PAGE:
Preparing for a Fire Safety Inspection: Your Fire Inspection Checklist

Your fire safety inspection checklist should include the following important items.

  • Inspection reports: Collect and organize copies of previous inspection reports.
  • System service inspections: Gather papers and documents that prove you have had your safety systems serviced and inspected consistently.
  • System maintenance appointments: After inspection, make the necessary appointments for any outstanding safety systems that require maintenance.
  • Heat system maintenance appointments: Schedule maintenance for any heat systems that still require it.
  • Hazard protection: Protect your building from specific hazards like gasoline pumps or server rooms.
  • Clear halls and stairs: Ensure the hallways and stairwells are clear of products or materials that could hinder employees from exiting the building.
  • Store hazardous items: Store flammable and combustible items and products in their proper containers and away from fire hazards.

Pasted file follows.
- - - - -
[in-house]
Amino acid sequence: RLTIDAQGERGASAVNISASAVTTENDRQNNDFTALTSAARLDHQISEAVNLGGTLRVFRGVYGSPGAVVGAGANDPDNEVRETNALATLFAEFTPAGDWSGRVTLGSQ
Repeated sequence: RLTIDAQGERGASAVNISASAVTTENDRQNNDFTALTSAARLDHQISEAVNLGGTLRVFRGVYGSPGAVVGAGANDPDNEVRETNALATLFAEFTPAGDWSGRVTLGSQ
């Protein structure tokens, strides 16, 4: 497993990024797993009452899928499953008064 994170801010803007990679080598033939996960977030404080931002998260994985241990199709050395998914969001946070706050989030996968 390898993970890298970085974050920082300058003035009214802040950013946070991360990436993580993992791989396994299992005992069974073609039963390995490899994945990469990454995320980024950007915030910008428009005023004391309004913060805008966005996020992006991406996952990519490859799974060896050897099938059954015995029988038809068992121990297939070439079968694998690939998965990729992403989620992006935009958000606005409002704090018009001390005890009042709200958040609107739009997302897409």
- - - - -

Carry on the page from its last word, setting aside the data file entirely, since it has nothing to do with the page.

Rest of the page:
• Store incompatible materials: If any chemicals or materials are incompatible with each other, keep them separate from each other in safe containers.
  • Ensure easy entry: Fire department personnel should have quick access to the building in case of emergencies.
  • Give the fire department water access: The fire department should have easy access to water and fire hydrants near the building.
  • Maintain electrical systems: Label and maintain electrical systems throughout the year.
  • Check extension cords and power strips: Use extension cords and power strips appropriately to prevent electrical fires or shorts.
  • Check exit signs: Exit signs and directional lights should be bright and unmistakable.
  • Assess fire extinguishers: Make sure fire extinguishers are located in their correct positions and have not expired.
  • Assess sprinklers: Make sure sprinkler heads are clear and clean without items hanging from them or nearby debris.
  • Post safety signage: Post safety signs around the building to ensure employees are aware of safety features.